Clearing: The organic solvent-based DISCO clearing methods provide the highest transparency among all clearing methods (Hama et al., Nature Neurosci. 2015; Richardson and Lichtman, Cell 2015; Susaki et al., Nature Protocols 2015). The hub experts invented and improved the DISCO methods to a level that subcellular imaging of entire adult mouse bodies has become possible (Erturk et al., Nature Protocols 2012; Erturk et al., Nature Methods 2011; Pan et al., Nature Methods 2016). The hub will utilize an optimized DISCO clearing pipeline for adult mouse brains from antibody labelling to automated quantification, which will be a valuable tool as the majority of Synergy researchers work with mice. For example, members will be able to conduct unbiased mapping/tracing experiments in intact mouse brains e.g., identification of neuronal circuitry and their changes in disease, discovery of glial reactivity throughout the brain and integration of transplanted or reprogrammed neurons in an unbiased way. It has only now become possible to image neuronal circuitry throughout the intact mouse central nervous system (CNS) using DISCO clearing (Pan et al., Nature Methods, 2016) and give the importance of inflammatory signals also beyond the brain aim to combine it with tools monitoring these processes also in other organs. Furthermore, DISCO clearing methods work well on other organisms including drosophila, adult zebrafish, rats and even on aborted human embryos and large human clinical tissues– making the hub valuable for each cluster member.
Imaging: The most ideal imaging method for the cleared tissues is the light-sheet microscopy, which scans an entire mouse brain at subcellular resolution within a couple of hours. The Synergy cluster already invested on the purchase of a light-sheet microscope during the first funding period (being installed late 2017). In addition, because the light-scattering is largely reduced after tissue clearing, usage of confocal or multi-photon microscopy within the Synergy members labs will complement the Hub light-sheet imaging and result in high-resolution imaging without the inherent decrease in quality due to tissue thickness (Erturk et al., Nature Medicine 2011).
Storage and analysis of large data: A typical light-sheet microscope scan produces ~40 GB data within a couple of hours. We estimate ~200 scans per month (~96 TBs data per year) for Synergy tandem projects, which will be performed by a dedicated hub technician. Synergy already invested on purchase of a data storage platform for 2017 and 2018 periods. This large-data storage unit works at 10 Gigabit network speed resulting in a transfer rate of 1TB/15min. The analysis of large data constitutes the major bottleneck of mesoscale hub, which ideally should be automated as much as possible. As a first step towards this goal, the hub will provide automated cell counting in the entire mouse brain with the annotations on Allen brain atlas, a method that is already established within the hub member labs. To meet diverse demands on data analysis especially for tracing neuronal circuits, segmenting glia cell morphologies (microglia and astrocytes) and vasculature, the hub will recruit scientific experts to develop machine-learning-based algorithms.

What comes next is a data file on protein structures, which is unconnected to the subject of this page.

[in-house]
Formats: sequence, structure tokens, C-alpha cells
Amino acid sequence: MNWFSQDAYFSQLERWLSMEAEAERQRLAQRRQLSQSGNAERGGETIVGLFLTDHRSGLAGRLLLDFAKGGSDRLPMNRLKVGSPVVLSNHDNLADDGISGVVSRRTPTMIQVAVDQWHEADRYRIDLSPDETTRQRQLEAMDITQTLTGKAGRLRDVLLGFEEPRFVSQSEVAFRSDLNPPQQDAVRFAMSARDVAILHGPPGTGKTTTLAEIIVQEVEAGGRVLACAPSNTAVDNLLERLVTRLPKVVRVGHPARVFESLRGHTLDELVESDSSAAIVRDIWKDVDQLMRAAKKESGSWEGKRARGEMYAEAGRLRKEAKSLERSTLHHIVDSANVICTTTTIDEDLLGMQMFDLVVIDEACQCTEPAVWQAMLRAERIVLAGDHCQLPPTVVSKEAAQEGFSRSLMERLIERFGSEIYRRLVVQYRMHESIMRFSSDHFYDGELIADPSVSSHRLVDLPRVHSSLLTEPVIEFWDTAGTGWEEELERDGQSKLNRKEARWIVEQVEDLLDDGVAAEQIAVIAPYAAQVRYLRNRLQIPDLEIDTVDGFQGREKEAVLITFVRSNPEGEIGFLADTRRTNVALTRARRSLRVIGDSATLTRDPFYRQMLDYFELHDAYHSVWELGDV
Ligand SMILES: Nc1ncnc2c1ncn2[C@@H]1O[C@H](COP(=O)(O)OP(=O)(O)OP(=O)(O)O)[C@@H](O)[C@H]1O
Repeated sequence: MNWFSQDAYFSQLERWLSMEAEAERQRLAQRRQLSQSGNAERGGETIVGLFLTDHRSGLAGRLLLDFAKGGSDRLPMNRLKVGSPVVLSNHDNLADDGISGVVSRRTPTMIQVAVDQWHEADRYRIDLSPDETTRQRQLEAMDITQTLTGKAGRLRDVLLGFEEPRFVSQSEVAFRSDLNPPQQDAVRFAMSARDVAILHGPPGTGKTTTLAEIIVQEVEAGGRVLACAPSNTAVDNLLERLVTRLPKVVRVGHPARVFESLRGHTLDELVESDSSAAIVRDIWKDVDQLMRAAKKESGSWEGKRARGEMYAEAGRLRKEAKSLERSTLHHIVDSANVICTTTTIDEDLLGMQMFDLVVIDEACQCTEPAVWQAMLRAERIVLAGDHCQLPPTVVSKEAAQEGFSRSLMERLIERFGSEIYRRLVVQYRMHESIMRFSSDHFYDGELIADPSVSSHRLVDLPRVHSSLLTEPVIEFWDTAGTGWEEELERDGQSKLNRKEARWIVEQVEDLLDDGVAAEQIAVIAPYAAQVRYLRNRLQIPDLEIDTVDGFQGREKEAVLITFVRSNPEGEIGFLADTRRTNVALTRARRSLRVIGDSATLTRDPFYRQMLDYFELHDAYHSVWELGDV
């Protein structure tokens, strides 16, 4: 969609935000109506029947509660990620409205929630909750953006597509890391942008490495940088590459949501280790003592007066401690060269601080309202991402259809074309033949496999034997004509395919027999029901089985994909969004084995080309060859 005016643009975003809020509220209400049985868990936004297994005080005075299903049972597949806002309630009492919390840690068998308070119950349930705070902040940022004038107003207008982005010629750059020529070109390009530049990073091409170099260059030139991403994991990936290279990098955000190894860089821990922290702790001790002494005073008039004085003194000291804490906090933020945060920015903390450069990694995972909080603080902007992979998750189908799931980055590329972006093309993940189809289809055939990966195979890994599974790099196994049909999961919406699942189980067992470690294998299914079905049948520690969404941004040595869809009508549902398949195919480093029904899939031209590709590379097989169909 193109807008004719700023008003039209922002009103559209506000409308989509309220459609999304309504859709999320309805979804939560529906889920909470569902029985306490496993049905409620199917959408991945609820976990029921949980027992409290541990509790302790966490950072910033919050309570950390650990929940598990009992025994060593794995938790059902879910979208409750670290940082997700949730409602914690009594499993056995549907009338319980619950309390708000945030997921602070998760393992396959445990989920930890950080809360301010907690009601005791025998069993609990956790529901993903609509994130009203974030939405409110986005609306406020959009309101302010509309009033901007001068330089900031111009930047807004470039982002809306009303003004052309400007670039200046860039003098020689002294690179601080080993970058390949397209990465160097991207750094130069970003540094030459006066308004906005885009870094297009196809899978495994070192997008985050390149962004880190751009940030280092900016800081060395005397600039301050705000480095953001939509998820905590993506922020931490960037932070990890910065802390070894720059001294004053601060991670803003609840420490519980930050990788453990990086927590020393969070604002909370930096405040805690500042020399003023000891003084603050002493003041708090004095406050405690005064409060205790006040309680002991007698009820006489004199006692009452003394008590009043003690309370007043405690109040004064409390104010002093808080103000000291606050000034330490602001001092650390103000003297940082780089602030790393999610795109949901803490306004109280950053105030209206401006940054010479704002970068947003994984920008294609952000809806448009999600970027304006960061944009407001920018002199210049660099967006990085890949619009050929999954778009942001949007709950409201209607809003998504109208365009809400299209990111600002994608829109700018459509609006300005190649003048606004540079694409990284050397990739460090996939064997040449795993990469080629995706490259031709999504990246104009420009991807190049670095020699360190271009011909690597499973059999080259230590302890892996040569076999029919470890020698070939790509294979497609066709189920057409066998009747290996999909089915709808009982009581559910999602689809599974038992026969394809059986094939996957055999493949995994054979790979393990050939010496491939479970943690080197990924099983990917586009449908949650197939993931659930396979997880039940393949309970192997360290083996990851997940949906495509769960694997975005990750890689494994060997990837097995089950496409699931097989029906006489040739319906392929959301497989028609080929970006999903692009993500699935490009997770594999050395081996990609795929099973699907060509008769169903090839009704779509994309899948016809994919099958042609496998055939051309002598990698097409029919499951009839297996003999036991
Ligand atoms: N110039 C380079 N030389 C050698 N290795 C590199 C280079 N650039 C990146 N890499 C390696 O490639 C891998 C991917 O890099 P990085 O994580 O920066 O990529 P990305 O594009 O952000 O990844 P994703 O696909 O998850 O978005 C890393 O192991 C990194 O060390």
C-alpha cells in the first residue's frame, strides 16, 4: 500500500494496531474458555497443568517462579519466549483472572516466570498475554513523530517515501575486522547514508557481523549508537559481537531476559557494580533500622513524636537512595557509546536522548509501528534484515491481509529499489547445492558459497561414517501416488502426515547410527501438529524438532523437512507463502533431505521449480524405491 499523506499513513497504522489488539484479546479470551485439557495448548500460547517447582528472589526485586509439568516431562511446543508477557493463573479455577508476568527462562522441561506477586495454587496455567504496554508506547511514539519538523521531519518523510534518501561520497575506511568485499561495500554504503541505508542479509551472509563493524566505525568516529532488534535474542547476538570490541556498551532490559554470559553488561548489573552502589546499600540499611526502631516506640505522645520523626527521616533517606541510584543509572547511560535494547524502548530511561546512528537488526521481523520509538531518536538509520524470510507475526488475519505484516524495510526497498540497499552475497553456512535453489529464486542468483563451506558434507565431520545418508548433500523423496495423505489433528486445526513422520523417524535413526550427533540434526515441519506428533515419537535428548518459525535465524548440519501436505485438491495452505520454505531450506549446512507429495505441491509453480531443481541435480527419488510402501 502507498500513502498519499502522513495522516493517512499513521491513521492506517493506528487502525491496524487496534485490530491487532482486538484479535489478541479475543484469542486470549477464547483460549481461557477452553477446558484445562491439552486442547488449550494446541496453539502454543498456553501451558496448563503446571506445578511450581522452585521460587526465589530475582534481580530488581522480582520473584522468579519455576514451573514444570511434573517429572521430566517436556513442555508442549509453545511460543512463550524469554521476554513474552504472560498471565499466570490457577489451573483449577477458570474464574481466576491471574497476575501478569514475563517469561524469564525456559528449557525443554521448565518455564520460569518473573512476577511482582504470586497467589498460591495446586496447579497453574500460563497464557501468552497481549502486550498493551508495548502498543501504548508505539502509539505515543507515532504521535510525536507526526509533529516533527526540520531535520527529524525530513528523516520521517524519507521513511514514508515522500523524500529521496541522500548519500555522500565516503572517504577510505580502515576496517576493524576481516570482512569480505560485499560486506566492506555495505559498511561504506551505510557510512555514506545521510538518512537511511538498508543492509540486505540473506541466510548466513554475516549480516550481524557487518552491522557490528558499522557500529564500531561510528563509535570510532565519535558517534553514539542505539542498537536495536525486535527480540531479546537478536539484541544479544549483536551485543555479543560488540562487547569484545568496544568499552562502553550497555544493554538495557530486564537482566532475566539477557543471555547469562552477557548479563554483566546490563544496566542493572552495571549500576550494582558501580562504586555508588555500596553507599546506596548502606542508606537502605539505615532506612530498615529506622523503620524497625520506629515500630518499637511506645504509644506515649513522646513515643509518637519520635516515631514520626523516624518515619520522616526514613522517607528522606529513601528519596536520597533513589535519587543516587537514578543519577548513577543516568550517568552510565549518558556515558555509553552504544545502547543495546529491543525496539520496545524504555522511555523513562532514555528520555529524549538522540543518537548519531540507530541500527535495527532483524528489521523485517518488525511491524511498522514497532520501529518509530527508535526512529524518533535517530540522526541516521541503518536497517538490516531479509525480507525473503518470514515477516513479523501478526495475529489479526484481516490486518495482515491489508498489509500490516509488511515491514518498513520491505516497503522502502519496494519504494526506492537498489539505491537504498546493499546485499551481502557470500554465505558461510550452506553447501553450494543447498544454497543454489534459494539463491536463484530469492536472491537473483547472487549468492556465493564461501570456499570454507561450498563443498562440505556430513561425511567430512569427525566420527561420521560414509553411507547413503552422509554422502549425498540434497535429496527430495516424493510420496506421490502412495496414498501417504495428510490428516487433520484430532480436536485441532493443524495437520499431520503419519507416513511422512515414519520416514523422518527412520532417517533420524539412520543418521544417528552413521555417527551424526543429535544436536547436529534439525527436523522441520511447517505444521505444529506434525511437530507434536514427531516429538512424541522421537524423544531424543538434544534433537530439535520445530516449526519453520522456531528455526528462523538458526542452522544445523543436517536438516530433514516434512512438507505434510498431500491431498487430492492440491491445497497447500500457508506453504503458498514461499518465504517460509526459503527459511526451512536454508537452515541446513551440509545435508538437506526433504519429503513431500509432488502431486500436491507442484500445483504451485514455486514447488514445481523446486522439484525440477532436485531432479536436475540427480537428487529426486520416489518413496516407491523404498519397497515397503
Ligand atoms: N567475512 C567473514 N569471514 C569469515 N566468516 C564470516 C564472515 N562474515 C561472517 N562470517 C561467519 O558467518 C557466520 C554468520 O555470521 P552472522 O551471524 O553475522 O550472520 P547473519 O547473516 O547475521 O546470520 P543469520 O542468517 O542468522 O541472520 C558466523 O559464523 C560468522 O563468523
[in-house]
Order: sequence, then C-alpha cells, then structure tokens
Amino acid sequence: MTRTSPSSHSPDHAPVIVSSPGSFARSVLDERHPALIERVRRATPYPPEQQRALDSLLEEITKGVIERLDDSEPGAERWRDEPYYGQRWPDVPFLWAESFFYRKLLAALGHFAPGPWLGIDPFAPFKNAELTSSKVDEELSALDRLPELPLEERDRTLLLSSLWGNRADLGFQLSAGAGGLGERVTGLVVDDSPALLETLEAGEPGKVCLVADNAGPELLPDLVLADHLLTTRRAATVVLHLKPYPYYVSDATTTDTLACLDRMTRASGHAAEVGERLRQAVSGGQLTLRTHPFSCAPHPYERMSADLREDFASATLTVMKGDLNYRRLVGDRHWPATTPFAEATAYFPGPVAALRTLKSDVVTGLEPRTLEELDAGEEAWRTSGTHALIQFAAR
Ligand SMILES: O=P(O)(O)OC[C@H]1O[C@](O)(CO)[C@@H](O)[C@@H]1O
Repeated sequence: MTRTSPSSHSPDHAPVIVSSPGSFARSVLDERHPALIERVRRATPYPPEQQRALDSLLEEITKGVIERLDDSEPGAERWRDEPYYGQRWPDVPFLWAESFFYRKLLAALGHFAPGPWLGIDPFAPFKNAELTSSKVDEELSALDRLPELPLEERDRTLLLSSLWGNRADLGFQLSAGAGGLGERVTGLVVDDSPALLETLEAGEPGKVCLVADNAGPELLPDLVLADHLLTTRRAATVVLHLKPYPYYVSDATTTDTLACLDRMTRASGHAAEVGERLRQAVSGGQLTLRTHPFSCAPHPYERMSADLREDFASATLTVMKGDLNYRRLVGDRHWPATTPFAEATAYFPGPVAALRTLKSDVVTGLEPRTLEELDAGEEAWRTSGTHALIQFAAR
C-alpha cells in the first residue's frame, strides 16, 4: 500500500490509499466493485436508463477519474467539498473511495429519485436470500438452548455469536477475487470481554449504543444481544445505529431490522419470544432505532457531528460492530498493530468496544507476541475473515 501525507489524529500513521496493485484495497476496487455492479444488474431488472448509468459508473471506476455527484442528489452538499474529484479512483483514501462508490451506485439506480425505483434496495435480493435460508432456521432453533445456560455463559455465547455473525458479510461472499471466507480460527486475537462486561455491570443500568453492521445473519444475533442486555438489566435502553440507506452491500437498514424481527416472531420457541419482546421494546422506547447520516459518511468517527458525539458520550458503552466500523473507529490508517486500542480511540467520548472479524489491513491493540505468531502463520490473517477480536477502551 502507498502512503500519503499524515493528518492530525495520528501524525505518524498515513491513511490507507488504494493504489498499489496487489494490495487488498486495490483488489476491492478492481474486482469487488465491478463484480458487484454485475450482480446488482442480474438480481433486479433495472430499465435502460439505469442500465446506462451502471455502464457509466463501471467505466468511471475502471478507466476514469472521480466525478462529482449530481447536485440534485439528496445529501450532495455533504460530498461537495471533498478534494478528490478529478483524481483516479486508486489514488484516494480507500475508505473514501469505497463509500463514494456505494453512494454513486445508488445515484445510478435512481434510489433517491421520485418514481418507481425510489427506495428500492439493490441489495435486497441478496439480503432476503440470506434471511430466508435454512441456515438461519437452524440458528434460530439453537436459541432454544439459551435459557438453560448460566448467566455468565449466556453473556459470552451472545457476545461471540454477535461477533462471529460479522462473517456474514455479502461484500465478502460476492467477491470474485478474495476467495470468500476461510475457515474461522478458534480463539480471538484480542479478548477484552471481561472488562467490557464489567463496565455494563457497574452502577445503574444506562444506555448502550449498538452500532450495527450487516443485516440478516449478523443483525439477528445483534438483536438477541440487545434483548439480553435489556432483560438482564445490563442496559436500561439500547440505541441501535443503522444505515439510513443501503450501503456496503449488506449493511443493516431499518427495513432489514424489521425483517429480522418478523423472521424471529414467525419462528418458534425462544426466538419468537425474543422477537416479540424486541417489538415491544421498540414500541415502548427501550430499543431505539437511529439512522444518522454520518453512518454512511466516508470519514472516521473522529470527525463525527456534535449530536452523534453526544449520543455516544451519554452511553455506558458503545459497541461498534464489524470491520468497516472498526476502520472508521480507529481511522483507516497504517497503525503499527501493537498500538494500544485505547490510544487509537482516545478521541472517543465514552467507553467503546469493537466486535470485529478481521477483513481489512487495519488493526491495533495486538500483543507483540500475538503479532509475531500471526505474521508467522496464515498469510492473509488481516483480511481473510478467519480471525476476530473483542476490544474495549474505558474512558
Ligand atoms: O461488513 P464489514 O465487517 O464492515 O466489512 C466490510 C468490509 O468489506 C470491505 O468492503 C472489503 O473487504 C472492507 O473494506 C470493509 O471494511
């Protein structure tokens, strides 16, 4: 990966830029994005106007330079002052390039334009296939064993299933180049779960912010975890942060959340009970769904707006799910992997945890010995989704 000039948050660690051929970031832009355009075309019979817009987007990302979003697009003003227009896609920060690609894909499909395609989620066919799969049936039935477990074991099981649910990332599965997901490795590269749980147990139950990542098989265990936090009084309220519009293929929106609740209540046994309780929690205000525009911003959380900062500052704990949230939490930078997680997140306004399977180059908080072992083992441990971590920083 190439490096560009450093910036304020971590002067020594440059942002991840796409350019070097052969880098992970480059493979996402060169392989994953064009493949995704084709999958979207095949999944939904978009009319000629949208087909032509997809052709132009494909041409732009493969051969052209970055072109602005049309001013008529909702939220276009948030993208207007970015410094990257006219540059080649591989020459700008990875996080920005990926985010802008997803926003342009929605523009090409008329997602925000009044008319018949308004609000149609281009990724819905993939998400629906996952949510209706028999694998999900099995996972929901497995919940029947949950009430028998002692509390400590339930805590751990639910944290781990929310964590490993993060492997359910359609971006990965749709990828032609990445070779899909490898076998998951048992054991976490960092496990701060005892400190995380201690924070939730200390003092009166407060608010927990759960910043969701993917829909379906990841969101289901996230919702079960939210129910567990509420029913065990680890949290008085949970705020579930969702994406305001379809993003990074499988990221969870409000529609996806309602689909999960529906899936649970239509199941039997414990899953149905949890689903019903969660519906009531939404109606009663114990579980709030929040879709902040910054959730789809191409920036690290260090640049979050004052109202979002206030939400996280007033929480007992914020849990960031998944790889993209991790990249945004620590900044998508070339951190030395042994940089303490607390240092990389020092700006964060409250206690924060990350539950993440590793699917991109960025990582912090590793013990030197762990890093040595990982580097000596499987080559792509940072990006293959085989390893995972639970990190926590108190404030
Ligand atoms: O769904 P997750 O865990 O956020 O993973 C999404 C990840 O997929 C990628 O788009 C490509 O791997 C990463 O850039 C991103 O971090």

The mesoscale Hub will be available for all tandem projects, supported by a technician for labelling techniques, a technician for tissue clearing and imaging experiments, one staff scientist for tackling large-data analysis and one staff scientist for RABV tracing
User fees may apply to cover consumables and expenses over the allocated budget.
Ciabatti, E., Gonzalez-Rueda, A., Mariotti, L., Morgese, F., and Tripodi, M. (2017). Life-Long Genetic and Functional Access to Neural Circuits Using Self-Inactivating Rabies Virus. Cell 170, 382-392 e314.
Deverman, B.E., Pravdo, P.L., Simpson, B.P., Kumar, S.R., Chan, K.Y., Banerjee, A., Wu, W.L., Yang, B., Huber, N., Pasca, S.P., et al. (2016). Cre-dependent selection yields AAV variants for widespread gene transfer to the adult brain. Nat Biotechnol 34, 204-209.
Erturk, A., Becker, K., Jahrling, N., Mauch, C.P., Hojer, C.D., Egen, J.G., Hellal, F., Bradke, F., Sheng, M., and Dodt, H.U. (2012). Three-dimensional imaging of solvent-cleared organs using 3DISCO. Nat Protoc 7, 1983-1995.
Erturk, A., Mauch, C.P., Hellal, F., Forstner, F., Keck, T., Becker, K., Jahrling, N., Steffens, H., Richter, M., Hubener, M., et al. (2011). Three-dimensional imaging of the unsectioned adult spinal cord to assess axon regeneration and glial responses after injury. Nat Med 18, 166-171.
Falkner, S., Grade, S., Dimou, L., Conzelmann, K.K., Bonhoeffer, T., Gotz, M., and Hubener, M. (2016). Transplanted embryonic neurons integrate into adult neocortical circuits. Nature 539, 248-253.
Ghanem, A., and Conzelmann, K.K. (2016). G gene-deficient single-round rabies viruses for neuronal circuit analysis. Virus Res 216, 41-54.
Hama, H., Hioki, H., Namiki, K., Hoshida, T., Kurokawa, H., Ishidate, F., Kaneko, T., Akagi, T., Saito, T., Saido, T., et al. (2015). ScaleS: an optical clearing palette for biological imaging. Nat Neurosci 18, 1518-1529.
Jacobi, A., Loy, K., Schmalz, A.M., Hellsten, M., Umemori, H., Kerschensteiner, M., and Bareyre, F.M. (2015). FGF22 signaling regulates synapse formation during post-injury remodeling of the spinal cord. EMBO J 34, 1231-1243.
Pan, C., Cai, R., Quacquarelli, F.P., Ghasemigharagoz, A., Lourbopoulos, A., Matryba, P., Plesnila, N., Dichgans, M., Hellal, F., and Erturk, A. (2016). Shrinkage-mediated imaging of entire organs and organisms using uDISCO. Nat Methods 13, 859-867.
Reardon, T.R., Murray, A.J., Turi, G.F., Wirblich, C., Croce, K.R., Schnell, M.J., Jessell, T.M., and Losonczy, A. (2016). Rabies Virus CVS-N2c(DeltaG) Strain Enhances Retrograde Synaptic Transfer and Neuronal Viability. Neuron 89, 711-724.
Renier, N., Adams, E.L., Kirst, C., Wu, Z., Azevedo, R., Kohl, J., Autry, A.E., Kadiri, L., Umadevi Venkataraju, K., Zhou, Y., et al. (2016). Mapping of Brain Activity by Automated Volume Analysis of Immediate Early Genes. Cell 165, 1789-1802.
Renier, N., Wu, Z., Simon, D.J., Yang, J., Ariel, P., and Tessier-Lavigne, M. (2014). iDISCO: a simple, rapid method to immunolabel large tissue samples for volume imaging. Cell 159, 896-910.
Richardson, D.S., and Lichtman, J.W. (2015). Clarifying Tissue Clearing. Cell 162, 246-257.
Schnell, M.J., Mebatsion, T., and Conzelmann, K.K. (1994). Infectious rabies viruses from cloned cDNA. EMBO J 13, 4195-4203.
Susaki, E.A., Tainaka, K., Perrin, D., Yukinaga, H., Kuno, A., and Ueda, H.R. (2015). Advanced CUBIC protocols for whole-brain and whole-body clearing and imaging. Nat Protoc 10, 1709-1727.